Here’s the thing: there are three types of bands in this world; those who evolve and prosper; those who evolve and perish, and those that do what they do, do it well, and never falter. Children of Bodom have made a twenty-five year career of the latter, and with Hexed, they show no signs of slowing down.
Before jumping into the album, let’s just take a moment to appreciate the fantastic cover art. I love when a discography feels like it flows together, and there’s really no better example of this then looking at all ten of CoB’s albums and the reaper that adorns each one. Here we can see a formidable, medieval art-styled cover with a purple color-scheme. The reaper here is near-faceless and holding a castle in his hand; perhaps putting a hex on all those unlucky kings and queens within. The iconography here could be a veiled commentary on the state of the world; as if to say that perhaps the majority of the population is under the hex of things like social media and nefarious world leaders.
The album proper opens with This Road, and in typical CoB fashion, this one is a ripper with a monstrous sound, but it’s not the album’s stand-out track, it’s a warm up to get you back into shape since Hexed is the first new album in four years (the previous album, I Worship Chaos was released way back in 2015). This is Children of Bodom back in full form. The songwriting here is predictable, but predictable in that you know you’re going to hear fast-paced, sweeping riffs, big choruses, and Janne Wirman is probably going to have something to say with his keyboards in there somewhere as well (he does).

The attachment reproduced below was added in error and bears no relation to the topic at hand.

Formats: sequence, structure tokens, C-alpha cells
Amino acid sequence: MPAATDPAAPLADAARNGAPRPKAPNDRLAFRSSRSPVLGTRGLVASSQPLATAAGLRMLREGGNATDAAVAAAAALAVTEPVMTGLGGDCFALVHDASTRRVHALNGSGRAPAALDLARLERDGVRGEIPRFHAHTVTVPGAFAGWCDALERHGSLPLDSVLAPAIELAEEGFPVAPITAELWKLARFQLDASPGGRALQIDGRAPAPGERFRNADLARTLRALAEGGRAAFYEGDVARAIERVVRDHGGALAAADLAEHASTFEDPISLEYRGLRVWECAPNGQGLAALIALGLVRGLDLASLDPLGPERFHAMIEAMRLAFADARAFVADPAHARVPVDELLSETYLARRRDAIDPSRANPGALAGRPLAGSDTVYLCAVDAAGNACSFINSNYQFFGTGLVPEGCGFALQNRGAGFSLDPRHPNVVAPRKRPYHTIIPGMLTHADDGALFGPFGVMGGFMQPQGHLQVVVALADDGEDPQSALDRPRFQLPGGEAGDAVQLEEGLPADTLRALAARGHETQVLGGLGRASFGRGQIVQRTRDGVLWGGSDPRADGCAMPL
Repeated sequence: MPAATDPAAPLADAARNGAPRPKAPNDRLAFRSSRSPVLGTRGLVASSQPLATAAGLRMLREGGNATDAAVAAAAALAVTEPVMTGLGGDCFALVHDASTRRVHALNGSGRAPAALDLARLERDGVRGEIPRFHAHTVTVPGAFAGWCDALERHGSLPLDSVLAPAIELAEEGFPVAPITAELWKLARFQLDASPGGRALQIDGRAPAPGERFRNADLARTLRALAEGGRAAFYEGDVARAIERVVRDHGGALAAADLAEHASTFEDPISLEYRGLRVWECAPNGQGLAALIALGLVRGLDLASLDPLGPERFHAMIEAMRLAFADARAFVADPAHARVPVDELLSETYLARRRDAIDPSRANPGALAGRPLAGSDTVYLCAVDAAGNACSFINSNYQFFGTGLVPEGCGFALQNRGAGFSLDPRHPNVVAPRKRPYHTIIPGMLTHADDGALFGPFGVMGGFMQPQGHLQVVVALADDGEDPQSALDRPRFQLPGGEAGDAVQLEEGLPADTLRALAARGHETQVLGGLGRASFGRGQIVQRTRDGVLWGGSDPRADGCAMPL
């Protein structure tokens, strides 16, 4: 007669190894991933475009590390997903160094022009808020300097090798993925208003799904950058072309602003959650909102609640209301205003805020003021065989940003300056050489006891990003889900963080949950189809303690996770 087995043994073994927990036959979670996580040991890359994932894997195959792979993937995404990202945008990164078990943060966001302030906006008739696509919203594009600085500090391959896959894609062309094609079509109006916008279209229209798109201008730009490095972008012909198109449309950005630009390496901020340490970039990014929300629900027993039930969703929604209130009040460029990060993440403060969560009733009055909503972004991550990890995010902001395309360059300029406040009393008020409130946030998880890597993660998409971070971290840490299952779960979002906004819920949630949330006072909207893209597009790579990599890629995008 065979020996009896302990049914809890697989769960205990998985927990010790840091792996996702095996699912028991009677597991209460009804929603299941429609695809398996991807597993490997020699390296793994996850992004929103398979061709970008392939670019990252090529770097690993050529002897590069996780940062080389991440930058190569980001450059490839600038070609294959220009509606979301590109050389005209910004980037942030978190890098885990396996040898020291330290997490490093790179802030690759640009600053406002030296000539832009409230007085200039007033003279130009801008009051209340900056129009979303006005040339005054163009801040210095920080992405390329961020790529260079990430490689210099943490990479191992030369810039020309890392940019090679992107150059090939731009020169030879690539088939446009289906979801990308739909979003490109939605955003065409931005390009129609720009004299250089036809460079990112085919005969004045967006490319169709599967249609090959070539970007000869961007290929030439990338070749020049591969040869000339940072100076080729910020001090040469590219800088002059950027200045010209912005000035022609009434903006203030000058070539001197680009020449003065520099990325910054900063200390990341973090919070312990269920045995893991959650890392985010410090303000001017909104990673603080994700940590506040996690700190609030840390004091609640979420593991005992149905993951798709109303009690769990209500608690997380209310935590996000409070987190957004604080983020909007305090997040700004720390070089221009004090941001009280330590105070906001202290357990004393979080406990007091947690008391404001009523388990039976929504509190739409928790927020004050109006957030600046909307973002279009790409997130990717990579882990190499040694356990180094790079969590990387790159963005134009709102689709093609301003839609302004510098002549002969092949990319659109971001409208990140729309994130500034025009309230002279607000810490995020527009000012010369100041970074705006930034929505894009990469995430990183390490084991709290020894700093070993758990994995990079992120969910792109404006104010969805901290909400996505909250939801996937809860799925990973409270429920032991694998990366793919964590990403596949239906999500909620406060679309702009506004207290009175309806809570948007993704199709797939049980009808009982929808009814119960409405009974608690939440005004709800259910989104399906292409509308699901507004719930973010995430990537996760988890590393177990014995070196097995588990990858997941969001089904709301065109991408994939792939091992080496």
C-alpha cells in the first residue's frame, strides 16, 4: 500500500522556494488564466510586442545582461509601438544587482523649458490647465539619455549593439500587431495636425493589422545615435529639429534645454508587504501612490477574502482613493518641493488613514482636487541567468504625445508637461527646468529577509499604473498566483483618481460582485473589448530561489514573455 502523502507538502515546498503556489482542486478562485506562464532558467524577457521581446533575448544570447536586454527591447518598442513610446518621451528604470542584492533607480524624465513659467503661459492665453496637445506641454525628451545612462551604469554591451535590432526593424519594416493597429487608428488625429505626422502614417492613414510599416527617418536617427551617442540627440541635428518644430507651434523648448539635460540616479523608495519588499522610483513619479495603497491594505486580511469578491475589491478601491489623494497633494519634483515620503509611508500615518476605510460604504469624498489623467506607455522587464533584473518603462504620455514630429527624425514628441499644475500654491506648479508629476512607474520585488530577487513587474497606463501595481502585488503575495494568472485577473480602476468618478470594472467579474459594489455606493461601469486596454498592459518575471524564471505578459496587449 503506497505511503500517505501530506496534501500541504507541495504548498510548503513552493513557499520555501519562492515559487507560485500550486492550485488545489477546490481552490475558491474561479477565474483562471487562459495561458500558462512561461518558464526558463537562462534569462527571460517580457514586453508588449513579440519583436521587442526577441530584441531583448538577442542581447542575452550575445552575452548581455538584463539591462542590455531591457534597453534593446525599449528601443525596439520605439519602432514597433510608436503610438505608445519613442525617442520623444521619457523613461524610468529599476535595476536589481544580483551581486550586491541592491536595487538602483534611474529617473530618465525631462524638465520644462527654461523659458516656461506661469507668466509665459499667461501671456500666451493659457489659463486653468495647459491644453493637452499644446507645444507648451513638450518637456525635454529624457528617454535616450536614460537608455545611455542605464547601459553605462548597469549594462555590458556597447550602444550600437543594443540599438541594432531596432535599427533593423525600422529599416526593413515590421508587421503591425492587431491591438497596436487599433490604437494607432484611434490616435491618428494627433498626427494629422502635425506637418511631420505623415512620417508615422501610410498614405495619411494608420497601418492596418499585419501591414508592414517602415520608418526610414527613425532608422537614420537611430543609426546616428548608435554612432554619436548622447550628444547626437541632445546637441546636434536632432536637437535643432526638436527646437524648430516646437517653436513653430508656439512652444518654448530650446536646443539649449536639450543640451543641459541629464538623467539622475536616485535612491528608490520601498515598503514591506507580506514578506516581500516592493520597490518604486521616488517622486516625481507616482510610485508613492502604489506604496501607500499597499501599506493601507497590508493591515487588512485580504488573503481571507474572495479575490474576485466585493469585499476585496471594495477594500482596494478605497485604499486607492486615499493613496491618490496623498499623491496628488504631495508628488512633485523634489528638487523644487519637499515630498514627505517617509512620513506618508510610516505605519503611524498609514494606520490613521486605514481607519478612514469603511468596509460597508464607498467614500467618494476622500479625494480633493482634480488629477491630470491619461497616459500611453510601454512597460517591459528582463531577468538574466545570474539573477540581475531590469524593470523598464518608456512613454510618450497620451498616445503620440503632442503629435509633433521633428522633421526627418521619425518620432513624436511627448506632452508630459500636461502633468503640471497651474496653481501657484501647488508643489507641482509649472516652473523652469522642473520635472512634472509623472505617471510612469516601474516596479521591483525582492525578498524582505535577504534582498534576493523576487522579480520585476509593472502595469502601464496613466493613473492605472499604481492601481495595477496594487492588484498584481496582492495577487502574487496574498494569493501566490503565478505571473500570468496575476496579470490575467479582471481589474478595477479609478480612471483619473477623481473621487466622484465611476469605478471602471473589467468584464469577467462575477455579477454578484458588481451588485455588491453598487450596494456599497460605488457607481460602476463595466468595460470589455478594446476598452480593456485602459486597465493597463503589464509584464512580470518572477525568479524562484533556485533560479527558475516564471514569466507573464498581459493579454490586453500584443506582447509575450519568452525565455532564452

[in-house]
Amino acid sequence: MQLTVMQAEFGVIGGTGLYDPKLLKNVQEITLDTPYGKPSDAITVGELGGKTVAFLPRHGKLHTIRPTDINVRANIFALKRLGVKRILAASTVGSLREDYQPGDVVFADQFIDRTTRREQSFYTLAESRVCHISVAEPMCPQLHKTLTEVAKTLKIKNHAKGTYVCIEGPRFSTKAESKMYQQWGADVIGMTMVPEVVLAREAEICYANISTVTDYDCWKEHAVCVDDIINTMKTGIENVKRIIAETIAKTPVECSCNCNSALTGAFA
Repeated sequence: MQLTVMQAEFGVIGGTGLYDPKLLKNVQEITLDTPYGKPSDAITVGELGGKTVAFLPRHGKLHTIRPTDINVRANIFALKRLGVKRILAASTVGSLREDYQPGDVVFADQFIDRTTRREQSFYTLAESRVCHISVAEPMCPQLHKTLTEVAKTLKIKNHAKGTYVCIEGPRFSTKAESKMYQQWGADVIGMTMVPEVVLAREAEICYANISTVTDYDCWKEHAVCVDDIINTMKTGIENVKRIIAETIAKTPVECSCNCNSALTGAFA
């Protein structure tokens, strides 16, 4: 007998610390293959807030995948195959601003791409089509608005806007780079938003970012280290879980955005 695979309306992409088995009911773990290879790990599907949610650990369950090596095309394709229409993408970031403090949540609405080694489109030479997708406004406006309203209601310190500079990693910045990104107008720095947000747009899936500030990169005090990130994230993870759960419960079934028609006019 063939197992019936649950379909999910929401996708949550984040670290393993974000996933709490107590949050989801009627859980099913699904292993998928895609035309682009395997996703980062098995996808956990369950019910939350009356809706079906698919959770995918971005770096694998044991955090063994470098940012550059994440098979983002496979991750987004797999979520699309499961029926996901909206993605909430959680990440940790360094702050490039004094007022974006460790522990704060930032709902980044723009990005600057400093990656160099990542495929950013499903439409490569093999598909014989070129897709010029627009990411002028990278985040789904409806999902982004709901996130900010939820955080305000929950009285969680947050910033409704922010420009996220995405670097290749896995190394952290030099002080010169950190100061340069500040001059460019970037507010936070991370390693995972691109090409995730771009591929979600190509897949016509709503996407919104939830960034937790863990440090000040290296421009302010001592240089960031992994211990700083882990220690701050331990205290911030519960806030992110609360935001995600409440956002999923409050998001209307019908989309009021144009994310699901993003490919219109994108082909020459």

Tracks like Under Grass and Clover, Kick in a Spleen, and Platitudes and Barren Words carry this idea forward. They’re fast and tight; the riffing and overall guitar work are extraordinary. With this being Daniel Freyberg’s first studio album with the band, this can only be a sign that all is well within the castle of Bodom. Platitudes has a bit of a Wednesday 13 vibe, which actually was a bit of a surprise, while the title track Hexed could easily exist on albums like Something Wild or Hatebreeder. The band have not forgotten their roots; they’ve expanded upon them.
The stand out track on the record is Glass Houses, with it’s signature descending and ascending main riff, this one is a short and sweet kick in the ass, and it’s perfectly positioned as the third track on the record, where it serves to really get things moving. If this doesn’t have you bobbing your head, then just wait for the solo/bridge section which is both optimally housed within the track, but also features a dichotomy with the surrounding bars of the song that maybe shouldn’t work, but it does, and to great effect.
Hecate’s Nightmare, Soon Departed, and Knuckleduster depart from the pure sonic chaos of the more expeditious tracks, and slow things down, but that’s A-OK, because CoB can do slower, drudgier material just as well as they can do breakneck.
There’s just enough of an evolution on Hexed that it feels new and fresh, but it’s unmistakably Children of Bodom at the helm. Main-man Alexi Laiho seems to be incapable of running out of dynamic riff ideas, and it’s really a shame that more bands out there can’t do what Children of Bodom do half as well as half of them would like to. This is the anti-Metallica; there is no Load or Re-Load here folks; there’s only pure melodic death metal. Hexed is high-octane, catchy, and another fun ride with these talented lads from Finland. It’s all here: the dueling guitars and keyboards; those orgasmic moments when all of the instruments sync into a marvelous mass of sound (like if The Blob didn’t eat you but was instead a tone shower), all of the sweep picking you could possbily want in a CoB album, and those excellent men’s chorus-style backup vocals. This is the definition of a band that knows their strengths, knows what works, and leverages that knowledge to deliver a consistent, quality product time and time again.
If you’re already a fan, this is a blind buy; you can’t go wrong. If you’ve never heard Children of Bodom, check ’em out. You can start anywhere in their discography and you’re not likely to be disappointed; so you may as well get Hexed, available now via Nuclear Blast.